Erin is a saint because almost a year ago I sent her this and she has kept her promise to remind me very well.
So I’m not a confrontational person. At all. So I’m just going to (vaguely) say this and be done with it.
When someone in our fandom does something, just imagine someone in the opposite fandom doing it and how it would make you feel, or how you would react. If it makes you feel uncomfortable, or like they’ve crossed a line, or like they’ve done something wrong, chances are the person in your own fandom is doing the same exact things, and invoking those same exact feelings.
Just because someone is your friend doesn’t mean what they’re doing is right or justifiable.
Oooh, yay! I had so much fun writing that. That’s the kind of thing that I’m prone to spend way too much time on. I had to kind of force myself to wrap it up, since these are supposed to be short prompt fills.
I kind of want to write more but I am not gonna say I am for sure yet.
I am not scared of the elements
I am under-prepared, but I am willing
And even better
I get to be the other half of youI’m not even going to begin taking credit for all of this. Co-written with Bee, who took what I wrote and made it a fucking million times smarter and better.Chris/Darren, G.
Chris doesn’t fall in love with Darren, he crashes headfirst like it was a biological imperative, like his body’s set of chemicals that create euphoric attachment were waiting to flood his veins for just him, and no one else.
The primal, physical attraction he harbored on the cute guy with the curls singing about Harry Potter before Darren was ever a flesh and bone person in his life didn’t help. It was a tremulous, unstable setup just waiting on a catalyst.
But with Darren there, talking to him and laughing with him, that simple attraction is watered and fed and grows and grows into something more, something big and daunting and scary in its strength and solidity, and Chris just - he tries not to let it get in the way. Of his job, of their friendship.
Somewhere between year one and year two, it just gets hard. Their relationship evolves, like all do over time, but instead of adapting they teeter on the brink of extinction, leaving him (them) brittle and breakable. Fondness spikes into bitterness, and when Chris can’t have it all he stops wanting any of it.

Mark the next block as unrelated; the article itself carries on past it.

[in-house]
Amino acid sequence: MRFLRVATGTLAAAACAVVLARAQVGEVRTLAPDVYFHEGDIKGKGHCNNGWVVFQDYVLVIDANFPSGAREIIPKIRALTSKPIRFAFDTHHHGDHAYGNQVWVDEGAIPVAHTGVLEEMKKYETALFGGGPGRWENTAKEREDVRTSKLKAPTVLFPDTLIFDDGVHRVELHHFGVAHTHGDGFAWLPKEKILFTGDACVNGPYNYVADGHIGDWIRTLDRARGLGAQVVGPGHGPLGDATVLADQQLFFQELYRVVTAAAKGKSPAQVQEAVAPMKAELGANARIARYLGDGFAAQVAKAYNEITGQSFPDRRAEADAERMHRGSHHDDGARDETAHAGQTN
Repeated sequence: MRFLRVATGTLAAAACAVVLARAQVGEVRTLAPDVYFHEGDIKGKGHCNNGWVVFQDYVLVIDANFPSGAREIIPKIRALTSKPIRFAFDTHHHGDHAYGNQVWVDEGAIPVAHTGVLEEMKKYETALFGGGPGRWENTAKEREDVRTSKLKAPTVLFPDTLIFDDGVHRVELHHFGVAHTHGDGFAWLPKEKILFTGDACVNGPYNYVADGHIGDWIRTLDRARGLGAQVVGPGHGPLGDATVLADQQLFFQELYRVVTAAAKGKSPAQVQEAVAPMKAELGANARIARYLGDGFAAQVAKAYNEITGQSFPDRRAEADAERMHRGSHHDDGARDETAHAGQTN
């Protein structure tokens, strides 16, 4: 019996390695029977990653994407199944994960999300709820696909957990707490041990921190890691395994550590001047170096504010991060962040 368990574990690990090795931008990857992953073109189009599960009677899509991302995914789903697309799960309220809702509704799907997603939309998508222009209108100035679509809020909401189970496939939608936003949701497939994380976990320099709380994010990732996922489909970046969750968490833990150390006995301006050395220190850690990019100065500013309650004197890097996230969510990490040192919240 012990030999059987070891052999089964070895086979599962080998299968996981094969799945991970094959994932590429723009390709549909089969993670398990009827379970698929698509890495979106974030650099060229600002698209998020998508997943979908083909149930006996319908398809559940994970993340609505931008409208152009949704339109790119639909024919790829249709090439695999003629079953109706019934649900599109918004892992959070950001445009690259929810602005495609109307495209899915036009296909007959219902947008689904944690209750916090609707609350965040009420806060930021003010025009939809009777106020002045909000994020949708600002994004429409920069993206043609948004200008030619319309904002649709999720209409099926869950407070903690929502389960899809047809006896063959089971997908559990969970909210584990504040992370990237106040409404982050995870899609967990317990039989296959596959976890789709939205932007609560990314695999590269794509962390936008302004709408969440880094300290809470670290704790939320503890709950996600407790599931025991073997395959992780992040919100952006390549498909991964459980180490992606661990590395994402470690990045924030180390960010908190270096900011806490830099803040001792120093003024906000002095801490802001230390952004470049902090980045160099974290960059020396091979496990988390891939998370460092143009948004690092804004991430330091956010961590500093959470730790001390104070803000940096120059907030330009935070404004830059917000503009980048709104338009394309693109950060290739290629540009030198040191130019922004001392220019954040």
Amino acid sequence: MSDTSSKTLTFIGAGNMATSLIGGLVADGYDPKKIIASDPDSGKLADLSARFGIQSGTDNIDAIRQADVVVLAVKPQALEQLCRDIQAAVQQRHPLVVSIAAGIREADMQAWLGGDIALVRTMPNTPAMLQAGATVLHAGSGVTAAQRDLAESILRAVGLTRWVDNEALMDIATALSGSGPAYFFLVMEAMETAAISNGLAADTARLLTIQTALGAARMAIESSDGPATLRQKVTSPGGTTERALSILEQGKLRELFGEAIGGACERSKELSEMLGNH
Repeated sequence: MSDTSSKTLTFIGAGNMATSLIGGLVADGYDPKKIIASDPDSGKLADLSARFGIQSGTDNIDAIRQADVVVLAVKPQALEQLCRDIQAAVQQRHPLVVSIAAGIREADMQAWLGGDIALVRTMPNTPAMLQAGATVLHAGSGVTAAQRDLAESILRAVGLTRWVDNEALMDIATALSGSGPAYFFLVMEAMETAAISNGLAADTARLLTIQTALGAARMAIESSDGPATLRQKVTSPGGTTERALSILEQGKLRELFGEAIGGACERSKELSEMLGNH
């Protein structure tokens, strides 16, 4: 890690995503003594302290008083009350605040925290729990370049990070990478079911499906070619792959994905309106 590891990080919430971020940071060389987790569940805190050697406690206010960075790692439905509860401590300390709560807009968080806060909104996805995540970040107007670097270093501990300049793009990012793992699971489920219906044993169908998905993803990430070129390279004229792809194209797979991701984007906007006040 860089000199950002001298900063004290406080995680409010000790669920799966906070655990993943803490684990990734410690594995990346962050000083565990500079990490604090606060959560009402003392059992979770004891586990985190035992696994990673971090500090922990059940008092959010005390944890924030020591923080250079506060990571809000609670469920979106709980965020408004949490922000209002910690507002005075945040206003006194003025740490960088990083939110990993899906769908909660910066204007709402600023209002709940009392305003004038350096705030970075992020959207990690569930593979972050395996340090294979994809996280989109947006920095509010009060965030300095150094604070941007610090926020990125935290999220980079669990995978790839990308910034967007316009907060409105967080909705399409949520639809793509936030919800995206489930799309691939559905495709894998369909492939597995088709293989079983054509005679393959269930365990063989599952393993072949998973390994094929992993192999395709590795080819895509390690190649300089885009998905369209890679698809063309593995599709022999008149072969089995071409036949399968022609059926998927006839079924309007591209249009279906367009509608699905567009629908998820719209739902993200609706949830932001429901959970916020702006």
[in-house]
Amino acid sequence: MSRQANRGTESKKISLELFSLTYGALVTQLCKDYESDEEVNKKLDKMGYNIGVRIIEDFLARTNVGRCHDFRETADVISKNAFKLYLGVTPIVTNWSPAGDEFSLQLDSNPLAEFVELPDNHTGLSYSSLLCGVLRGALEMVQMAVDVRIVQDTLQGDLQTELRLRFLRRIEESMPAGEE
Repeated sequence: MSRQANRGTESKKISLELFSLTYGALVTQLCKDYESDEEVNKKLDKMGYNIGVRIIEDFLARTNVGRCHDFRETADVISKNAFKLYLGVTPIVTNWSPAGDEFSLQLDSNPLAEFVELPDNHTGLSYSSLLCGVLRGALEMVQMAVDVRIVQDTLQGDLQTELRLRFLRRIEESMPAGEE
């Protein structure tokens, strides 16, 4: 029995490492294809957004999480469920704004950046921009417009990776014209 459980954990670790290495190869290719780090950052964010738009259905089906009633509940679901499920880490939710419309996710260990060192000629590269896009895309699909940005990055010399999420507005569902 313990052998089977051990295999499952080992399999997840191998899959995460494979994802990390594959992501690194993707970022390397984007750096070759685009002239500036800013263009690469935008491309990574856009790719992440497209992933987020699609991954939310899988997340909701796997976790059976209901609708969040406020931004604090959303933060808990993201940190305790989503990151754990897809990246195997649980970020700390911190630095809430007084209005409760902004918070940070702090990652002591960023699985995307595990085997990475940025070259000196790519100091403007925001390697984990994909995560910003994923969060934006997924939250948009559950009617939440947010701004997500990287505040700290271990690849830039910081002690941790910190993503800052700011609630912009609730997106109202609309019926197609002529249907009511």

They can’t exist like that.
Maybe that’s when - maybe that’s why - Darren starts to want him back.
He’s never lied to Chris about the fact that in the beginning, he didn’t feel anything. Chris was too young, he thinks; young and not what Darren considers attractive, and personality can’t overcome everything. They had chemistry, sure; that’s why Darren was cast, that’s why the show got so much attention for it, why audiences and critics had such a reaction.
But sometimes a solution that doesn’t react at room temperature needs a little heat, needs to encounter just the right environment, and maybe they needed that push that that Chris growing distant gave to them.
Since the beginning they were teeming with potential, and evolution can’t be undone, so all that’s left to do is evolve again and then again, to constantly readjust together, to find what makes them last and most importantly, hold onto it through changes of season and time.
Darren says it wasn’t that he wasn’t attracted to Chris to start with, but Chris can’t convince him he doesn’t care. He’s done with feeling broken and flawed right down to a molecular level, done with how the curse of being unique always hung over him, this predisposition for never quite having the same experiences of love and growth as everyone else. He’s done lingering in the shadows when he can be turning his face to the light of what he has right now. Darren likes the man that he is now, who he has become and who his surroundings and all the love and loss and hurt and rejection have bent and shaped him into.
And, eventually, Chris sees it too. The length of his tenacity, the solidness of his surety of self, the curve of his off-center wit, the finished product of a hundred billion chemical processes and made entirely of celestial debris, and finds he loves himself, too.
Welcome to the New Age
Kurt-centric (prelude to Kurt/Blaine) scifi au
I’m waking up to ash and dust
I wipe my brow and I sweat my rust
I’m breathing in the chemicals
- Radioactive, Imagine Dragons
Kurt is born to a family of underground workers. He lives the first five years of his life in the family barracks. His mother is beautiful, with big blue eyes just like his, and she’s one of the smartest people in their sector. She works on the computer systems and she sings and mends and cooks, as well, and Kurt doesn’t think there’s anything she can’t do. His father isn’t bad, either; he isn’t as pretty and he can’t really sing but Kurt knows that the repair work his dad does on the air and water filtering systems keep them alive. It’s as prestigious a job you can get, resigned to the underground where even relative success isn’t actually all that successful.
But Kurt doesn’t know that, not at that age. He just knows that his parents are his heroes and that this is his life.
Chris’s reaction to Darren’s big ass smile.
It really does. I hesitated before tagging it. Because that ass screams Darren to me but the body and the hair are very Chris-like.